Mindfulness Cycling 4/14

The Fourth Mindfulness Training: Awareness of Suffering

This is something that I’m super aware of.

“We will do our best not to run away from our own suffering or cover it up through consumption but practice conscious breathing and walking to look deeply into the roots of our suffering.”

I so love this one.

I’d argue that in addition to consumption of alcohol and other things, we also use our anger to run away from our suffering.

Blaming another person, even if they did something wrong, ultimately gets us off the hook from our own responsibility.

Does this mean that we should not look for justice? No, I’d argue that we should look for justice, but that’s not the point of this practice.

I covered this earlier, but activism (working on the outside world) is one thing and practice is another (working on our inside world). I feel that we must focus on both worlds. If anything, we work on our outside world for other people.

But there’s a time for going after criminal motorists and the like and a time to work on our internal suffering. I think that this training is focused on inside suffering.

I also would add to breathing and walking, cycling. I do a lot of good thinking on my bicycle as well as good meditations.

“We know we can only find the path leading to the transformation of suffering when we understand the roots of suffering.”

According to the Buddhist practice, clinging is the root of suffering. I have found, recently, that one thing I cling to very much is the notion of fairness on the road. I been working on tossing out that notion while I’m actually riding.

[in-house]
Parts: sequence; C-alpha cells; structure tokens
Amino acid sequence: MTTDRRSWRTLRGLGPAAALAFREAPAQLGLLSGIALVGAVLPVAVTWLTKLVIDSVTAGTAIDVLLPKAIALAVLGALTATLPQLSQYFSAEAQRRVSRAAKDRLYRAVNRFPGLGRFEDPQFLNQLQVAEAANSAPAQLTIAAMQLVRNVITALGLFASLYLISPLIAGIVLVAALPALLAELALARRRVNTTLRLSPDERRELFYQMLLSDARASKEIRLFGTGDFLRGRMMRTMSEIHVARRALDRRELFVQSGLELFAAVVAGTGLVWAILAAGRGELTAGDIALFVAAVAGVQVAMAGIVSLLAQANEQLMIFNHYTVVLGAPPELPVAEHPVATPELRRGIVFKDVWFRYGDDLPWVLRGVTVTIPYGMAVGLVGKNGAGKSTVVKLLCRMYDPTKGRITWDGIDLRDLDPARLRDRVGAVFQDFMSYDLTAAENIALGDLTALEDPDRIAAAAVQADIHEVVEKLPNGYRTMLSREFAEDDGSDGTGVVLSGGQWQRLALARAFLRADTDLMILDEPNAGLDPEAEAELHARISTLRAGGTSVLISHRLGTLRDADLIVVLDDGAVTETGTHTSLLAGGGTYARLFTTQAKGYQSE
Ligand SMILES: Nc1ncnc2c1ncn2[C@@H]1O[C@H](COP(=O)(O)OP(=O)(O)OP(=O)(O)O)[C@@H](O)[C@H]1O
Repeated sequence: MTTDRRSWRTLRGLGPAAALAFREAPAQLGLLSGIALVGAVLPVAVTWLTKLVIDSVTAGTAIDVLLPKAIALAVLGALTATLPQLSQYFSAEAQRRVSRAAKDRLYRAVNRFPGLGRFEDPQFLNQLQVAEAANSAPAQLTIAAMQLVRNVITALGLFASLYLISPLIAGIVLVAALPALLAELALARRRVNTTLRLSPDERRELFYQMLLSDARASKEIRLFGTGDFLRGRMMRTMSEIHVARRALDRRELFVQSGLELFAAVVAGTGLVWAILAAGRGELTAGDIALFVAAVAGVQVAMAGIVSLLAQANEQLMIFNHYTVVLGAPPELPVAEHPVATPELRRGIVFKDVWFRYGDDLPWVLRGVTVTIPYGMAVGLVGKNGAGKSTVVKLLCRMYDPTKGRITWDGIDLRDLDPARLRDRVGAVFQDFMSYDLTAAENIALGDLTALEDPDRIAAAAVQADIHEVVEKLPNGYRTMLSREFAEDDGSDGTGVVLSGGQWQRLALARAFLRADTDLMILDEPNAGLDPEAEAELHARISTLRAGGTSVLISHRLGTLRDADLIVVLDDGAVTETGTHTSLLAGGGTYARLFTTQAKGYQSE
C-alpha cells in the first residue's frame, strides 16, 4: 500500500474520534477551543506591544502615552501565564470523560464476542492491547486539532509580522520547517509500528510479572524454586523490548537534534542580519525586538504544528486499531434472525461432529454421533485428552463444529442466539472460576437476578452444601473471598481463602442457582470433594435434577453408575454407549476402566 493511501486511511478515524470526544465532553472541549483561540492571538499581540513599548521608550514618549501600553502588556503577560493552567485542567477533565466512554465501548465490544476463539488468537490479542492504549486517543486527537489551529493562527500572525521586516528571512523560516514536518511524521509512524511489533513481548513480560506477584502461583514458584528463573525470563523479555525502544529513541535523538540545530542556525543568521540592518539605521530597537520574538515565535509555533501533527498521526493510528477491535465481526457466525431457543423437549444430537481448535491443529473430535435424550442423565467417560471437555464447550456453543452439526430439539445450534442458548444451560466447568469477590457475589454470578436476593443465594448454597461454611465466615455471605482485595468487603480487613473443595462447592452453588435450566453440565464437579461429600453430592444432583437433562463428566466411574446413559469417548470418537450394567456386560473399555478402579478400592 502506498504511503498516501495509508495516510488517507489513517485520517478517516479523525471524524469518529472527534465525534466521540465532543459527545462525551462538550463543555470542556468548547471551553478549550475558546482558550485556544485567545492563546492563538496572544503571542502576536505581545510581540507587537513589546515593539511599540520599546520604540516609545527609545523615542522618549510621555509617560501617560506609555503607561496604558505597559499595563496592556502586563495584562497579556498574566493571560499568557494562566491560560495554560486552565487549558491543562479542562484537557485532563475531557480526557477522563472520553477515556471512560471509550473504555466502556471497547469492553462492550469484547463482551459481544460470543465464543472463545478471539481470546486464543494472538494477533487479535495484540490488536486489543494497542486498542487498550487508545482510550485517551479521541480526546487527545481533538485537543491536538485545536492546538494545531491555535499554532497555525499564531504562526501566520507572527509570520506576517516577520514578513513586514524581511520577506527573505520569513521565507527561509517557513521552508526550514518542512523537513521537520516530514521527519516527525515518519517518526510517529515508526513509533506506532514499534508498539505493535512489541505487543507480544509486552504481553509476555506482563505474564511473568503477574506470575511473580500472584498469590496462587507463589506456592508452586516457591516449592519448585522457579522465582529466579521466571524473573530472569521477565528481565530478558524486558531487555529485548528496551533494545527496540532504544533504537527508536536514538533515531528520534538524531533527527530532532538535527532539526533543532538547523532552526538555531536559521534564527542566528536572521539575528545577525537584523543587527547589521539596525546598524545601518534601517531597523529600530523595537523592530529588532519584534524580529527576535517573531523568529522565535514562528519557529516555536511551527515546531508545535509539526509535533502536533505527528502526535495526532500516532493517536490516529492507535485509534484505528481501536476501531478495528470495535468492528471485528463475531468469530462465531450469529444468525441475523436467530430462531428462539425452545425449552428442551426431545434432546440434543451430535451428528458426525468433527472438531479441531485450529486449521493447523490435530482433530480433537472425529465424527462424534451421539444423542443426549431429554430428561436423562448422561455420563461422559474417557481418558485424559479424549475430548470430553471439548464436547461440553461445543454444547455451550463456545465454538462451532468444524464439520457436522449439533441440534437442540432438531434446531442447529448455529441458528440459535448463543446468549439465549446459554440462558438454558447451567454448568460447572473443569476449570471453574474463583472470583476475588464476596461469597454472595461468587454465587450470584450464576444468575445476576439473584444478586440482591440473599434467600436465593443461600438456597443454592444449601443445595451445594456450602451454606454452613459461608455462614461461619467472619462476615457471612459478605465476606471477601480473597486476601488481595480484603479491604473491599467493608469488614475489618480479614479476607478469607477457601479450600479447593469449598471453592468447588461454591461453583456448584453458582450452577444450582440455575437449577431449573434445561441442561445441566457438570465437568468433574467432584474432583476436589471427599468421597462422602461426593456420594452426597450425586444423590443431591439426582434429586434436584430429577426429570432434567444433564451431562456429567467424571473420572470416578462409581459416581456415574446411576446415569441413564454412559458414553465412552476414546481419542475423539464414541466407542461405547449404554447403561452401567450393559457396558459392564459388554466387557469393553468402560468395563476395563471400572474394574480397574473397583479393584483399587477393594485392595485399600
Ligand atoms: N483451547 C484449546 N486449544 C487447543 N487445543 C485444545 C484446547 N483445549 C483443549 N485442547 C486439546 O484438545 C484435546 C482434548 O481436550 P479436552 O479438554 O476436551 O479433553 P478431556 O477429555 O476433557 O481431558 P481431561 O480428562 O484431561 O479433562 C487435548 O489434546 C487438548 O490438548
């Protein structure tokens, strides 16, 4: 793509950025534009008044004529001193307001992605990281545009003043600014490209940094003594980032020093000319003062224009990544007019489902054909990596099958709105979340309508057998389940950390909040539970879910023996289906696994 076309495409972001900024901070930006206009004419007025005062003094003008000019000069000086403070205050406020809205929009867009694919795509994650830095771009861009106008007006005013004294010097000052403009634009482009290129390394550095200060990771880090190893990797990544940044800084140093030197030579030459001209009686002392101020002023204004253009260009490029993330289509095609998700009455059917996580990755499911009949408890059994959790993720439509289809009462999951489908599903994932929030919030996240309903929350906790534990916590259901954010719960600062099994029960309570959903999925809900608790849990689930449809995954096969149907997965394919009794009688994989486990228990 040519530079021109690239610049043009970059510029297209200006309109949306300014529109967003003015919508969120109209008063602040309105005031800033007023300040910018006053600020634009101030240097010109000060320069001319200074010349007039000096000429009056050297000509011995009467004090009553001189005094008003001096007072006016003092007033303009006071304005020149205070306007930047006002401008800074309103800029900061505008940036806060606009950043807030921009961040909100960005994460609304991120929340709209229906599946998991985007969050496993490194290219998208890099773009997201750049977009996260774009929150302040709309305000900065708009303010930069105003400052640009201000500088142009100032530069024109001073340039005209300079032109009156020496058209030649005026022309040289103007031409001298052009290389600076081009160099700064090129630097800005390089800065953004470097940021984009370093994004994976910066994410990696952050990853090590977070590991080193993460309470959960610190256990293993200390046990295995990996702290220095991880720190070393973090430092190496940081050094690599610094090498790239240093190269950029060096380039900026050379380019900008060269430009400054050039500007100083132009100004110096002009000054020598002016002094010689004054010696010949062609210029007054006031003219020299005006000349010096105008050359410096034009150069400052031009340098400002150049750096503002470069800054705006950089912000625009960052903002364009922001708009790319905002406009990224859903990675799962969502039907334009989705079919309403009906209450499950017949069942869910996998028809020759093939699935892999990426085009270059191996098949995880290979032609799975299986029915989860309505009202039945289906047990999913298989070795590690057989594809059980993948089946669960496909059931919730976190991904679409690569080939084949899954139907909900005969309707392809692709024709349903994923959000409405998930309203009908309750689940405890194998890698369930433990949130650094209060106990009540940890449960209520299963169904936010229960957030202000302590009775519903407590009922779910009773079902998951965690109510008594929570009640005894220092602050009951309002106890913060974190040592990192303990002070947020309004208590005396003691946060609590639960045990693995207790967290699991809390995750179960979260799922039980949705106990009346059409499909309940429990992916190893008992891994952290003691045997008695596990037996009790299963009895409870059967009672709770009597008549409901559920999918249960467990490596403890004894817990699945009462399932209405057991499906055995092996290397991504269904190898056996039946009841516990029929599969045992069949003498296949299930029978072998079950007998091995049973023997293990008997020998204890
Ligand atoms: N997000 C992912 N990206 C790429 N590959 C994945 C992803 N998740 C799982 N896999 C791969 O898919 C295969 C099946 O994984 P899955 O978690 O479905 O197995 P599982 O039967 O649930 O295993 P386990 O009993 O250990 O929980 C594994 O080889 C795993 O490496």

Obviously, we are all still committed to justice, but in the very act of riding, I am trying not to question a motorist’s actions. For example, was it fair that they passed so fast?

In their mind, YES, it was fair. So it’s ridiculous to try to micro-manage other people’s actions. I just have to worry about my own.

Also, I am using the double column technique from _Feeling Good_ which uses empathy to dispel anger. On one column I write down angry thoughts against the motorist. On the other, I write down my responses from the motorist’s point of view. Also, reading interviews and talking to motorists also shows that they have a kind, compassionate, and fair point of view. However, they don’t realize how scary they are when they try to impose this notion of fairness on people while riding in a huge missile.

They don’t know, but they _should_ know. The key word here is “should” which to me, thanks to reading Albert Ellis is a big red flag. Should Statements usually lead to anger and depression when they are unquestioned and automatic. In nature, there’s no reason why anyone should or should not do anything.

“Once we have understood our own suffering, we will be able to understand the suffering of others.”

I loved this part because it’s so true. Motorists suffer so much in so many ways. I won’t itemize them here, but there’s a lot of pain there.

“We are committed to finding ways, including personal contact and using the telephone, electronic, audiovisual, and other means to be with those who suffer, so we can help them transform their suffering into compassion, peace and joy.”

I see that there’s no notion of the middle finger on this list. 🙂

In general, the thing I do for these people is to leave them alone.

Again, I’m not an emotional super-hero, but some of these phrases and techniques have helped me deal with a lot of my own internal pain and they have made my riding more enjoyable.

It just keeps getting better!


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